All of these beauties scored 10/10
Here are thirteen of the best 2019 mountain bike products… so far. All these items received a full 10/10 review rating from mbr.
It’s the middle of the year and so it feels like a suitable time to reflect on what stuff stood out for us in the past six months. These products are the standout items in a period already jam-packed with testing.
2019’s Perfect Products
Hunt Wheels TrailWide wheelset, £349.00
A wider rimmed wheel (that’s stronger and heavier) targets Enduro and DH, if that’s your bag. The TrailWides are superb value, but it’s obvious the details have still been sweated over.
Giro Terraduro shoes, £149.99
This is one pair of shoes that can turn its hand, if you’ll forgive the expression, to any form of riding. It’s equally at home racing XC as Enduro, as well as weekly trail riding duties.
Bell Super 3.0 MIPS helmet, £119.99
We awarded the Super 2 a test-winning score the last time out, and now Bell has made a couple of revisions to the new Bell Super 3 to make it even better.
Shimano Deore M6000 disc brake, £69.99
Amongst our raft of budget stoppers that we’ve tested, the Shimano Deore M6000 is the most refined and is not that far removed from the XT (tested elsewhere) in terms of quality and finishing.
SRAM Guide RE disc brake, £125.00
SRAM’s Guide RE brake is designed for e-bike use but there’s nothing stopping you fitting this a regular bike. What makes it so good is it combines the best of Guide and Code but has a price that’s not much different to the budget brakes in this test.
Fox Indicator Pant, £85.00
These long kecks are highly breathable, lightweight and comfortable, so much so we’ve been wearing them in conditions where we’ve traditionally donned shorts.
Camelbak Skyline LR10, £114.99
For 2019 our favourite trailpack, the Skyline LR10, has undergone a bit of a nip and tuck. The LR stands for Low Rider and accordingly the pack sits nice and low, the weight centred on the hips and lower back, and supported through broad shoulder straps and a new highly ventilated waist strap.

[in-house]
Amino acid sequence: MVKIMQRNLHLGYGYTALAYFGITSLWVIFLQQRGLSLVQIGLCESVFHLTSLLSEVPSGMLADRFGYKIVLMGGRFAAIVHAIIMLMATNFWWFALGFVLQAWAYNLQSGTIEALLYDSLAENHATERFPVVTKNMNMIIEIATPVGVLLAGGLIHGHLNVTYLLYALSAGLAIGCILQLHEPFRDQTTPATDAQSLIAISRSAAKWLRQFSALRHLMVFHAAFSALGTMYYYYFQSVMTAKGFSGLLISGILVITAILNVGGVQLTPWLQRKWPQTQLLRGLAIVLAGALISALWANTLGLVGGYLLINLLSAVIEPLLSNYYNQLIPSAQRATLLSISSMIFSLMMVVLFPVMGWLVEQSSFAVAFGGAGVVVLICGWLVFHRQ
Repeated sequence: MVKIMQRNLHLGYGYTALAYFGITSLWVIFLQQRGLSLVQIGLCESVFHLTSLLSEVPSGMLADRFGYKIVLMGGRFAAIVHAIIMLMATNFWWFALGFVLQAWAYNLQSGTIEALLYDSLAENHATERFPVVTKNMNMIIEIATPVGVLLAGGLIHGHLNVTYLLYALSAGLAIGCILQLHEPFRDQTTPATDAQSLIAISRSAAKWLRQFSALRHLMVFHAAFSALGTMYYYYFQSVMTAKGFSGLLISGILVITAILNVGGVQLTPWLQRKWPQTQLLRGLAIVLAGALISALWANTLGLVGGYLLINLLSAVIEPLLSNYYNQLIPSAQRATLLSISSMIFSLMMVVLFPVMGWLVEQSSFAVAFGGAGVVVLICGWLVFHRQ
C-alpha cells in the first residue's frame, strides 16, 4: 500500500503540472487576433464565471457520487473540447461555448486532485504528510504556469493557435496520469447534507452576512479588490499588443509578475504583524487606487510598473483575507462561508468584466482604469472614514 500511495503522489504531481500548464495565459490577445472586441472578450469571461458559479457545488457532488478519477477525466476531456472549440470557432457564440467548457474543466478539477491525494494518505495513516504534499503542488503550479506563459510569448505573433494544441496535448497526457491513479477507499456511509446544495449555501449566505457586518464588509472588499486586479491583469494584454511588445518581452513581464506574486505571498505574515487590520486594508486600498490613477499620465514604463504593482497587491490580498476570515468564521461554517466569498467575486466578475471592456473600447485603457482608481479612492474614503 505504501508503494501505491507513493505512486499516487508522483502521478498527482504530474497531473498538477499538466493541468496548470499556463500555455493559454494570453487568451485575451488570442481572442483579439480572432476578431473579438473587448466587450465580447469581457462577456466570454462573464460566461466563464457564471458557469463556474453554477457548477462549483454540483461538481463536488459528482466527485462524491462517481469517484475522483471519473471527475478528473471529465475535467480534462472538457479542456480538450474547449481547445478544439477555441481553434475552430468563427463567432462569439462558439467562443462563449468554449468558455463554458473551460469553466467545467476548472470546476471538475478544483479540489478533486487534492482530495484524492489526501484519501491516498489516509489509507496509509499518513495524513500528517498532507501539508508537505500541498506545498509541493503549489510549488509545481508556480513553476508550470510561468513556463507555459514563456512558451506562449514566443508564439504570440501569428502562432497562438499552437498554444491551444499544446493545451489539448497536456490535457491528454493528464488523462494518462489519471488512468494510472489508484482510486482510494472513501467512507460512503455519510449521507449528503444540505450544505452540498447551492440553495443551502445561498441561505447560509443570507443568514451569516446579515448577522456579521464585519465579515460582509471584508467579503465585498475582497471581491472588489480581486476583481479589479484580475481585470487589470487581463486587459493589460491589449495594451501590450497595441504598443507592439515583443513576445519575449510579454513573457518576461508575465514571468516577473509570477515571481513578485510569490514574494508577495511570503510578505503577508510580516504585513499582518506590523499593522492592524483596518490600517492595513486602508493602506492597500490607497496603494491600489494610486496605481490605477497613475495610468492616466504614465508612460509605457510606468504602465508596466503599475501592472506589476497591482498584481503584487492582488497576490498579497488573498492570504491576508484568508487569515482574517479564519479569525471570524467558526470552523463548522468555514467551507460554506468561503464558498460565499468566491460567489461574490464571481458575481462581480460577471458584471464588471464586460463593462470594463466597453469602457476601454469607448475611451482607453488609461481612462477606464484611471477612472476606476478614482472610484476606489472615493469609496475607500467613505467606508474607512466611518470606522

Five Ten Freerider Pro shoes, £119.95
The secret to Five Ten’s success is its rubbery sorcery, and the dotty Stealth sole on the Freerider Pro delivers astounding grip. Much more durable than previous incarnations yet lightweight and comfortable, this brilliant shoe actually costs the same as many of its closest rivals, but walks all over them on rough terrain.
Ergon GE1 EVO Factory grips, £34.99
The rubber tread profile has been refined for extra texture and hold with a series of deeper fins or ridges on palm facing panels. The GE1’s now grip even more securely, especially in the wet or with sweaty hands riding gloveless.
Maxxis Minion DHR II WT tyre, £64.99
Counter-intuitive though as it may seem, the Maxxis Minion DHR II tread is equally at home up front as it is out back, and grips more tenaciously than arguably anything in the Maxxis range. OK, so you lose a bit of rolling speed speed compared to the DHF version, but you more than make up for it in cornering hold and outright confidence.
Milkit Booster, £42.99
With the introduction of the Milkit Booster, the tubeless inflator has come full circle. It delivers a sufficient blast to seat even big volume tyres, it’s great value and we love its dual-purpose simplicity.
Brand-X Ascend dropper post, £154.99
There are better quality dropper posts on the market with multi-adjustable remote that go longer without needing servicing but none as are cheap as the Brand-X Ascend. Nor are they available in five lengths or three sizes.
RockShox Lyrik Ultimate RC2 suspension fork, £990.00
A bonus is RockShox’s proven long-term fork reliability. The Lyrik continuously performs at a high level even if you don’t service it regularly, which you can’t say for all suspension products, plus this Ultimate RC2 version delivers the pinnacle of enduro performance at a lower price than its nearest rival.